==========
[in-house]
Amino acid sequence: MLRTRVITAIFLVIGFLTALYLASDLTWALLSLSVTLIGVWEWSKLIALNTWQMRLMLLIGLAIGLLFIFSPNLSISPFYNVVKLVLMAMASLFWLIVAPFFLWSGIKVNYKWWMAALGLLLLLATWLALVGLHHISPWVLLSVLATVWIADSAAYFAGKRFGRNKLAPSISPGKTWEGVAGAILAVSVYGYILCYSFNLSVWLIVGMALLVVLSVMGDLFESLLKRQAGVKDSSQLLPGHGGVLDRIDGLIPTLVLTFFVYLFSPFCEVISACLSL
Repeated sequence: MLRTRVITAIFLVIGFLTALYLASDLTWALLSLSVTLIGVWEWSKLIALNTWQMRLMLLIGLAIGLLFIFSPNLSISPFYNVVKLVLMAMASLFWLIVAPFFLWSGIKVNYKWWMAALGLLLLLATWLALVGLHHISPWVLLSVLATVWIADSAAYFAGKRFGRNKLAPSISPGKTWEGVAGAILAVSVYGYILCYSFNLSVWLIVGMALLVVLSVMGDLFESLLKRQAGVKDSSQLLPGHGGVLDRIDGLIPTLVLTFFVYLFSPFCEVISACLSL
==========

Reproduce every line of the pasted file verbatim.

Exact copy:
[in-house]
Amino acid sequence: MLRTRVITAIFLVIGFLTALYLASDLTWALLSLSVTLIGVWEWSKLIALNTWQMRLMLLIGLAIGLLFIFSPNLSISPFYNVVKLVLMAMASLFWLIVAPFFLWSGIKVNYKWWMAALGLLLLLATWLALVGLHHISPWVLLSVLATVWIADSAAYFAGKRFGRNKLAPSISPGKTWEGVAGAILAVSVYGYILCYSFNLSVWLIVGMALLVVLSVMGDLFESLLKRQAGVKDSSQLLPGHGGVLDRIDGLIPTLVLTFFVYLFSPFCEVISACLSL
Repeated sequence: MLRTRVITAIFLVIGFLTALYLASDLTWALLSLSVTLIGVWEWSKLIALNTWQMRLMLLIGLAIGLLFIFSPNLSISPFYNVVKLVLMAMASLFWLIVAPFFLWSGIKVNYKWWMAALGLLLLLATWLALVGLHHISPWVLLSVLATVWIADSAAYFAGKRFGRNKLAPSISPGKTWEGVAGAILAVSVYGYILCYSFNLSVWLIVGMALLVVLSVMGDLFESLLKRQAGVKDSSQLLPGHGGVLDRIDGLIPTLVLTFFVYLFSPFCEVISACLSL